The method may comprise sending a device type from the new node to the context manager node; selecting a plurality of candidate nodes from the network devices at the context manager node; instructing each of the candidate nodes to send location information to the new node over the diverse second communication channel; receiving the location information at the new node from some of the candidate nodes; determining context information of the some of the candidate nodes; reporting the determined context information to the context manager node; determining at least one of the some of the candidate nodes to be paired with the new node at the context manager node; and instructing the at least one of the some of the candidate nodes to be paired with the new node.
The method may further comprise determining signal strength at the new node of the wireless non-radio frequency signals of the diverse second communication channel for the received location information from the some of the candidate nodes; and determining the context information at the new node from the determined signal strength.
As another aspect of the invention, a system for pairing wireless nodes comprises: a plurality of network devices and a context manager node, wherein each of the network devices and the context manager node comprises a first communication channel including radio frequency signals and a diverse second communication channel including wireless non-radio frequency signals, wherein some of the network devices are adapted to collect context information of a corresponding communication environment and to transfer the collected context information to the context manager node, and wherein the context manager node is adapted to employ the collected context information and enable automated distributed pairing of a first node of the network devices with another second node of the network devices.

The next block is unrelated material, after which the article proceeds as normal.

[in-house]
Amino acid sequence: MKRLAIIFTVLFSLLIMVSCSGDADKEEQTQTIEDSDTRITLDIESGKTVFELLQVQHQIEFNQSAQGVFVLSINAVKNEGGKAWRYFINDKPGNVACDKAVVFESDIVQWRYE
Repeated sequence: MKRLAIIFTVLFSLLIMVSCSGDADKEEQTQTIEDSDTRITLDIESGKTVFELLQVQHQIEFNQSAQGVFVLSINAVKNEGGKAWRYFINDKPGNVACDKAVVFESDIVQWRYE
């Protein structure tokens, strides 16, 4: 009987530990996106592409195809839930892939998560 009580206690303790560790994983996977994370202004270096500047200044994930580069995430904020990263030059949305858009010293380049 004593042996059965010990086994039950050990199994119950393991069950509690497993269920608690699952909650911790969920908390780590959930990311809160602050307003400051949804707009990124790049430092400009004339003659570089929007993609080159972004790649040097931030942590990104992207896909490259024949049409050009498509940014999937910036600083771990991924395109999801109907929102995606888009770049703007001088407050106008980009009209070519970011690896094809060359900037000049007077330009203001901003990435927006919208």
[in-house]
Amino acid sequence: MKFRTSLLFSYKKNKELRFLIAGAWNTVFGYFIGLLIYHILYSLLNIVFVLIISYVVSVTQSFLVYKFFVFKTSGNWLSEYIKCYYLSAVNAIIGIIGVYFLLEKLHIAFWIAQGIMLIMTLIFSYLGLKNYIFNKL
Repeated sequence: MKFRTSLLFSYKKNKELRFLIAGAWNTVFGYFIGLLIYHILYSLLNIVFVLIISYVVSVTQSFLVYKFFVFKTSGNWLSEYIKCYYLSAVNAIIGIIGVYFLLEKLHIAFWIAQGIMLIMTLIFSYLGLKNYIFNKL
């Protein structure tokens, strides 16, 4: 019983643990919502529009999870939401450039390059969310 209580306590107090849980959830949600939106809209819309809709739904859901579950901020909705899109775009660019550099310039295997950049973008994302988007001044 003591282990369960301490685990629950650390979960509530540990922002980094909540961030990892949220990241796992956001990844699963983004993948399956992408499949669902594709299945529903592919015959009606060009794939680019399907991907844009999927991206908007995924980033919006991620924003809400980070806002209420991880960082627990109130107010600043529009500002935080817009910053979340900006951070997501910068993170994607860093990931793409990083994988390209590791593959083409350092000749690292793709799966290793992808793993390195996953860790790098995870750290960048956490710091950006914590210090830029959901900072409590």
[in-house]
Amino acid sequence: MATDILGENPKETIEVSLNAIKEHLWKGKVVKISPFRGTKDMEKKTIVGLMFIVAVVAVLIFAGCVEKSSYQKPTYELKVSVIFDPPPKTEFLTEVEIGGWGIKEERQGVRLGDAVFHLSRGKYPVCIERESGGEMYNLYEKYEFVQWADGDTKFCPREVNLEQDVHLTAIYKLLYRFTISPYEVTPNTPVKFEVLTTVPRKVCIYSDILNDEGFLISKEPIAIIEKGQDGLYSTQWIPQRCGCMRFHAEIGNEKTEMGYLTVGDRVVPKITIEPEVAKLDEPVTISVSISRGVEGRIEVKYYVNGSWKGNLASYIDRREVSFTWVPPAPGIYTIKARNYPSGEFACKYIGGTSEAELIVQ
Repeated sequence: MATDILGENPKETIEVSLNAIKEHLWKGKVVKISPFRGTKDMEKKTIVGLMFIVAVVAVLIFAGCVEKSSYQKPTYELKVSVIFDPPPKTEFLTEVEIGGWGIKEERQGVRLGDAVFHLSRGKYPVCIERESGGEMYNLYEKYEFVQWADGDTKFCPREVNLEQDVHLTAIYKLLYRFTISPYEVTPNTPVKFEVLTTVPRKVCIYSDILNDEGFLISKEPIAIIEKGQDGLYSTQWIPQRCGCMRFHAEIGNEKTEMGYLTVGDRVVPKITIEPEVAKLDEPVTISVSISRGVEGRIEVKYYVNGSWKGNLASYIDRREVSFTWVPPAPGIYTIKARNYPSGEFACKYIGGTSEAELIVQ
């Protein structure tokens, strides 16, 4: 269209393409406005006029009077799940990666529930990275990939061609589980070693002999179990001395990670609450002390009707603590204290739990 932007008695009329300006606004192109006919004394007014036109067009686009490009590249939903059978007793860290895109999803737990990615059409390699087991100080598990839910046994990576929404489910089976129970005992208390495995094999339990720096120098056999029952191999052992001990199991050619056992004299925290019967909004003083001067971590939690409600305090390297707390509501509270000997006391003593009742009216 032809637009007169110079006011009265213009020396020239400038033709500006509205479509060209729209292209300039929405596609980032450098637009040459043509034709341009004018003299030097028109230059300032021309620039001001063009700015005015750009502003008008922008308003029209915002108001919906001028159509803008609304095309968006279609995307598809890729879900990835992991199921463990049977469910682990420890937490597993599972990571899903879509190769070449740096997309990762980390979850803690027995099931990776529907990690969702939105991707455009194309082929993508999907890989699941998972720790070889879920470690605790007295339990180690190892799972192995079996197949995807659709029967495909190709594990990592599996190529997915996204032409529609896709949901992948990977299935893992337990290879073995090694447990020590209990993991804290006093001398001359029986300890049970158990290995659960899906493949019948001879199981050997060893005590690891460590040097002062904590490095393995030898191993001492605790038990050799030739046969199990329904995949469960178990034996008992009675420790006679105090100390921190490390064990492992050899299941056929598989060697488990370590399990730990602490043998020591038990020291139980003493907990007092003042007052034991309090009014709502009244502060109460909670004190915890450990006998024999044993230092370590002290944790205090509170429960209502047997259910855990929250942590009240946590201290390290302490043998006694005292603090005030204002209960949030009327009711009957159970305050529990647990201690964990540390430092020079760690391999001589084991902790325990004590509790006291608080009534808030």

The network devices may include a plurality of lamp nodes and a plurality of light switch nodes; the system may be a building automation system; and the first node may be one of the light switch nodes which is paired with the other second node, which is one of the lamp nodes.
A full understanding of the invention can be gained from the following description of the preferred embodiments when read in conjunction with the accompanying drawings in which:
As employed herein, the term “wireless” shall expressly include, but not be limited by, radio frequency (RF), light, visible light, infrared, ultrasound, wireless area networks, IEEE 802.11 (e.g., 802.11a; 802.11b; 802.11g), IEEE 802.15 (e.g., 802.15.1; 802.15.3, 802.15.4), other wireless communication standards (e.g., without limitation, ZigBee™ Alliance standard), DECT, PWT, pager, PCS, Wi-Fi, Bluetooth™, and cellular.
As employed herein, the term “communication network” shall expressly include, but not be limited by, any local area network (LAN), wide area network (WAN), low-rate wireless personal area network (LR-WPAN), other types of wireless sensor networks, intranet, extranet, global communication network and/or the Internet.
As employed herein, the term “network coordinator” (NC) shall expressly include, but not be limited by, any communicating device, which operates as the coordinator for devices wanting to join a communication network and/or as a central controller in a wireless communication network, and/or a context manager node.